As you can see, with just a few properties listed some fabrics are more suitable for shelter, and others flooring and everything in between.

What is ripstop and why do I need it?

This is a great question, originally ripstop fabric was developed as a suitable alternative to silk for World War II parachutes, it was a durable mesh woven into nylon fabrics. The durable mesh offered a reinforcement that prevents stretch and increases the tensile strength of a fabric without requiring much extra weight.

Material terms DECODED! - image Capture-91 on https://www.4wdsupacentre.com.au/news

In recent years ripstop mesh has been woven into nearly every material to increase strength and durability without adding much weight. This is ideal for outdoor gear because you are constantly lugging it around.

Ripstop mesh is found on nearly every Adventure Kings eligible product from the massive range of Swags, to rooftop tents, Awning Tents and much more. Without adding dramatic costs and weights to a product you can easily and simply increase its durability and performance.

How do I stay dry in the bush?

Many fabrics possess ‘waterproof’ properties, the name seems to describe exactly what that means. But how does waterproofing work?

Many waterproof fabrics rely on coatings like polyurethane to prevent moisture ingress, this works by creating a thin film on the inside of fabric and prevents moisture from ‘wicking’ through the pores of a material.

You can find examples of Polyurethane (PU) coatings on the polyester fly sheet included with the Rooftop tent Tourer.

However not all fabrics rely on coatings to stay waterproof, the ripstop polyester weave found in Adventure Kings awnings, uses a tight gap free weave to prevent water from passing through.

 

Similarly the ripstop poly cotton canvas found in the Adventure Kings Swags, use water absorption and swelling cotton fibers to seal out the weather.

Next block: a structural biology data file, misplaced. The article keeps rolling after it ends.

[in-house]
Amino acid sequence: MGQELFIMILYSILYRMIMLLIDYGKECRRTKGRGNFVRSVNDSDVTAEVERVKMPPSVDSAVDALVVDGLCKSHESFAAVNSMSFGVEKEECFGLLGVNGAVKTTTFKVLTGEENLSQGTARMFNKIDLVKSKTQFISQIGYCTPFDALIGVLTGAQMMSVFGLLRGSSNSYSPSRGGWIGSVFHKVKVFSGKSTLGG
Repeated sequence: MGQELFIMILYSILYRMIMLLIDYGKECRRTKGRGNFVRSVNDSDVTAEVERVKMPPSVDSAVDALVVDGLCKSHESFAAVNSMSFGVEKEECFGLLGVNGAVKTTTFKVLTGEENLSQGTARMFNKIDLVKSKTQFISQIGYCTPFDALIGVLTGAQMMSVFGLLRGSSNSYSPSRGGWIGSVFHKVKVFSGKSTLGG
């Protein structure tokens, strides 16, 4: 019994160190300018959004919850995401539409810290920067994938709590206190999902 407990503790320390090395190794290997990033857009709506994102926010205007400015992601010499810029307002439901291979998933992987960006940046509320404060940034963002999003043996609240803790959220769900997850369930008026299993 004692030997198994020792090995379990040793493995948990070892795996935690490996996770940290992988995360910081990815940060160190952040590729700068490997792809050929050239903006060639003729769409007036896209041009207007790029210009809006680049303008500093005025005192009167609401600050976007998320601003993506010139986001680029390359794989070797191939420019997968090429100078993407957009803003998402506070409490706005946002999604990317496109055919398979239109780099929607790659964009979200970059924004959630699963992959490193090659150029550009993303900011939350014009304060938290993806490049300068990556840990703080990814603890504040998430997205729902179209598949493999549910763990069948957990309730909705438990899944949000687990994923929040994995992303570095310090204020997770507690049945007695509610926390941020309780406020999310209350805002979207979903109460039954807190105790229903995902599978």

Waterproofing is a great thing but it rarely if ever addresses the problem of breathability, without a breathable element to your shelter you will sweat up a storm inside, and wake up wet, even on a dry night. This is why canvas is so desirable, as mentioned above, the cotton fibers swell to absorb a bit of moisture, this prevents the body of the water from soaking through to the inside.

The best thing about a Kings ripstop poly cotton swag or Kings Rooftop tent is that it is still breathable no matter what the weather is doing.

There is over 1 liter of water put out by a human body overnight through your breath and through sweat, and that liter of water will condense on the inside of any tent swag or camp setup regardless of the material.

The benefits to choosing a canvas material allows moisture to soak through the fabric, and allows itself to dry throughout the night.

Where as you can imagine, using a fully waterproof material like polyester, would trap in the moisture and cause a squelchy night’s sleep!

There is more to outdoor fabrics than you first imagined, and now you know enough to embarrass even the most experienced sales person.

So when you are shopping for your new gear don’t be afraid to ask “what material is that?” with confidence!